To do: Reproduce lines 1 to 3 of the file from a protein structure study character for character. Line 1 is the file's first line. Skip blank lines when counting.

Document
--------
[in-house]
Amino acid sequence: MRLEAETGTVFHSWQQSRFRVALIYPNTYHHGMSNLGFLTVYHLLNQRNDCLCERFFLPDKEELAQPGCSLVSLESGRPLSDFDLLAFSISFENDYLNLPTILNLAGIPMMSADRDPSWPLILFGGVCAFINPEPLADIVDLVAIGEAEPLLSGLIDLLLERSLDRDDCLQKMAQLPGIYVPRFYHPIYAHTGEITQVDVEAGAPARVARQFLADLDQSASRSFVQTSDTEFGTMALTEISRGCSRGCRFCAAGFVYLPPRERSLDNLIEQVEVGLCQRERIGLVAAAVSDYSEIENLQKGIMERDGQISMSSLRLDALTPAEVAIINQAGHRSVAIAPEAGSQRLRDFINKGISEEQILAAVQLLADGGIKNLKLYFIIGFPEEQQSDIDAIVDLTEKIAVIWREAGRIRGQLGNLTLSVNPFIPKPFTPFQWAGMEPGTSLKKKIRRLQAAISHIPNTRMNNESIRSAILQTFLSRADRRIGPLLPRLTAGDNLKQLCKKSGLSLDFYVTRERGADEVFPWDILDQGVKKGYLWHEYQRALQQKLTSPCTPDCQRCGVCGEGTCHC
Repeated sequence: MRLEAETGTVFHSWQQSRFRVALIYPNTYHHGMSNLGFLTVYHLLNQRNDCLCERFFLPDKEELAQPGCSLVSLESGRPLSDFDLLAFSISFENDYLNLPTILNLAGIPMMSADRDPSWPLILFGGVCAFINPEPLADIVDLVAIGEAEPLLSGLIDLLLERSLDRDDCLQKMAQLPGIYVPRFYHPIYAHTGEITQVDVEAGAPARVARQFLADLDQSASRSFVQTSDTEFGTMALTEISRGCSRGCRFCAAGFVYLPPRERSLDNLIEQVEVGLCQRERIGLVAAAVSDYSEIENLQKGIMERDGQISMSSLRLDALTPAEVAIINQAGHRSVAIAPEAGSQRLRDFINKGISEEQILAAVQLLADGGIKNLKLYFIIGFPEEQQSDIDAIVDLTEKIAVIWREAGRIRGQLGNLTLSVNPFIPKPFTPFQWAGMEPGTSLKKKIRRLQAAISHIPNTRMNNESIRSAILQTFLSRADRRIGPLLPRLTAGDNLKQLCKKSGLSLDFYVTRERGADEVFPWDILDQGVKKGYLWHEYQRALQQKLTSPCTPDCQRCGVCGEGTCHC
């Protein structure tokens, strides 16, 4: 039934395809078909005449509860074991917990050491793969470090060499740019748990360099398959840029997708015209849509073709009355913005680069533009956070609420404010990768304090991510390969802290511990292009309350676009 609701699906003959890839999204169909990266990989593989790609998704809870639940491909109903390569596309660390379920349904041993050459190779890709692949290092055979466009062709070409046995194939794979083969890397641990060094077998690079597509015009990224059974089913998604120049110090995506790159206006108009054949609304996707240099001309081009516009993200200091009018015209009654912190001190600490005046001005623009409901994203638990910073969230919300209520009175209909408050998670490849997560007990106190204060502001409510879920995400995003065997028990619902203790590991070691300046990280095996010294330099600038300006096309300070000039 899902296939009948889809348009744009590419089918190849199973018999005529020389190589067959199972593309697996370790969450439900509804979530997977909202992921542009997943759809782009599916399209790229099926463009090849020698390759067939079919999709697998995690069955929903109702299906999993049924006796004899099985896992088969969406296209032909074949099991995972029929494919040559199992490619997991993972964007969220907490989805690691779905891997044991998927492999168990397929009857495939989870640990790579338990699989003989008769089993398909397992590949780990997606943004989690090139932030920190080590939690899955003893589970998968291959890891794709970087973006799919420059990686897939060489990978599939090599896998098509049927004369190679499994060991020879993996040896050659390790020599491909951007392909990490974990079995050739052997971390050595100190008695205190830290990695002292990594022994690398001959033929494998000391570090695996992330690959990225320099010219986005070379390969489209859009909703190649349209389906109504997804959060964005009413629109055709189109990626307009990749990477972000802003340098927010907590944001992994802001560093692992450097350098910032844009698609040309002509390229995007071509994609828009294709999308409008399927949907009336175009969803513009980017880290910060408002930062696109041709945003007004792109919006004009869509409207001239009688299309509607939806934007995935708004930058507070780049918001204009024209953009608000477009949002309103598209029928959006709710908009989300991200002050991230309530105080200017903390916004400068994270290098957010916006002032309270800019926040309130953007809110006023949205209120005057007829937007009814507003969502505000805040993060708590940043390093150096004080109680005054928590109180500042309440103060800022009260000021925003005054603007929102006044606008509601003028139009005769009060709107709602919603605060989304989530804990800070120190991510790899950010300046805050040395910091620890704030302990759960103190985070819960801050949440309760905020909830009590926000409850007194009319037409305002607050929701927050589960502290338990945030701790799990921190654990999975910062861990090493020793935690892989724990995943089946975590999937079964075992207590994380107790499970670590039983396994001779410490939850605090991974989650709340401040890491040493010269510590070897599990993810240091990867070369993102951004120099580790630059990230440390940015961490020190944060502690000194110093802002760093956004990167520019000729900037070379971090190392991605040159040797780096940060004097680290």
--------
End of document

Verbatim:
[in-house]
Amino acid sequence: MRLEAETGTVFHSWQQSRFRVALIYPNTYHHGMSNLGFLTVYHLLNQRNDCLCERFFLPDKEELAQPGCSLVSLESGRPLSDFDLLAFSISFENDYLNLPTILNLAGIPMMSADRDPSWPLILFGGVCAFINPEPLADIVDLVAIGEAEPLLSGLIDLLLERSLDRDDCLQKMAQLPGIYVPRFYHPIYAHTGEITQVDVEAGAPARVARQFLADLDQSASRSFVQTSDTEFGTMALTEISRGCSRGCRFCAAGFVYLPPRERSLDNLIEQVEVGLCQRERIGLVAAAVSDYSEIENLQKGIMERDGQISMSSLRLDALTPAEVAIINQAGHRSVAIAPEAGSQRLRDFINKGISEEQILAAVQLLADGGIKNLKLYFIIGFPEEQQSDIDAIVDLTEKIAVIWREAGRIRGQLGNLTLSVNPFIPKPFTPFQWAGMEPGTSLKKKIRRLQAAISHIPNTRMNNESIRSAILQTFLSRADRRIGPLLPRLTAGDNLKQLCKKSGLSLDFYVTRERGADEVFPWDILDQGVKKGYLWHEYQRALQQKLTSPCTPDCQRCGVCGEGTCHC
Repeated sequence: MRLEAETGTVFHSWQQSRFRVALIYPNTYHHGMSNLGFLTVYHLLNQRNDCLCERFFLPDKEELAQPGCSLVSLESGRPLSDFDLLAFSISFENDYLNLPTILNLAGIPMMSADRDPSWPLILFGGVCAFINPEPLADIVDLVAIGEAEPLLSGLIDLLLERSLDRDDCLQKMAQLPGIYVPRFYHPIYAHTGEITQVDVEAGAPARVARQFLADLDQSASRSFVQTSDTEFGTMALTEISRGCSRGCRFCAAGFVYLPPRERSLDNLIEQVEVGLCQRERIGLVAAAVSDYSEIENLQKGIMERDGQISMSSLRLDALTPAEVAIINQAGHRSVAIAPEAGSQRLRDFINKGISEEQILAAVQLLADGGIKNLKLYFIIGFPEEQQSDIDAIVDLTEKIAVIWREAGRIRGQLGNLTLSVNPFIPKPFTPFQWAGMEPGTSLKKKIRRLQAAISHIPNTRMNNESIRSAILQTFLSRADRRIGPLLPRLTAGDNLKQLCKKSGLSLDFYVTRERGADEVFPWDILDQGVKKGYLWHEYQRALQQKLTSPCTPDCQRCGVCGEGTCHC